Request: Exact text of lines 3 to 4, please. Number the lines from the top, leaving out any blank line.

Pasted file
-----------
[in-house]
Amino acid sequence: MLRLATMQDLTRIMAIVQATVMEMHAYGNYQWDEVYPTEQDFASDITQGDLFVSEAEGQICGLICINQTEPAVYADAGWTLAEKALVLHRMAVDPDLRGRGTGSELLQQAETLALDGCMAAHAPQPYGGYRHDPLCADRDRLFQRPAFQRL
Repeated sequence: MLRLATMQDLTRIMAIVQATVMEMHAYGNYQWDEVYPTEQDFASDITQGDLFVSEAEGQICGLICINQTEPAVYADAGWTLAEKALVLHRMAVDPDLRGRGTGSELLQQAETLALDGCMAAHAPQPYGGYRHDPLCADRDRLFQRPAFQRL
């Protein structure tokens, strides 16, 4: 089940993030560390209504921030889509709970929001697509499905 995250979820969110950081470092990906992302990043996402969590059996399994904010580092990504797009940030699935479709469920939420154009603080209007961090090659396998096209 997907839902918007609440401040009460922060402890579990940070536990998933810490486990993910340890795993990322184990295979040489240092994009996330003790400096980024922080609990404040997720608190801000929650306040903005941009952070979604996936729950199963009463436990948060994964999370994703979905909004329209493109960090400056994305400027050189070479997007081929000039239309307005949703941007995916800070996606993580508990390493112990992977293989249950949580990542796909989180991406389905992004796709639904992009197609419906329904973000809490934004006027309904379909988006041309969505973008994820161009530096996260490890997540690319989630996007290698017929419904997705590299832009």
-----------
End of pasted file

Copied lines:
Repeated sequence: MLRLATMQDLTRIMAIVQATVMEMHAYGNYQWDEVYPTEQDFASDITQGDLFVSEAEGQICGLICINQTEPAVYADAGWTLAEKALVLHRMAVDPDLRGRGTGSELLQQAETLALDGCMAAHAPQPYGGYRHDPLCADRDRLFQRPAFQRL
């Protein structure tokens, strides 16, 4: 089940993030560390209504921030889509709970929001697509499905 995250979820969110950081470092990906992302990043996402969590059996399994904010580092990504797009940030699935479709469920939420154009603080209007961090090659396998096209 997907839902918007609440401040009460922060402890579990940070536990998933810490486990993910340890795993990322184990295979040489240092994009996330003790400096980024922080609990404040997720608190801000929650306040903005941009952070979604996936729950199963009463436990948060994964999370994703979905909004329209493109960090400056994305400027050189070479997007081929000039239309307005949703941007995916800070996606993580508990390493112990992977293989249950949580990542796909989180991406389905992004796709639904992009197609419906329904973000809490934004006027309904379909988006041309969505973008994820161009530096996260490890997540690319989630996007290698017929419904997705590299832009």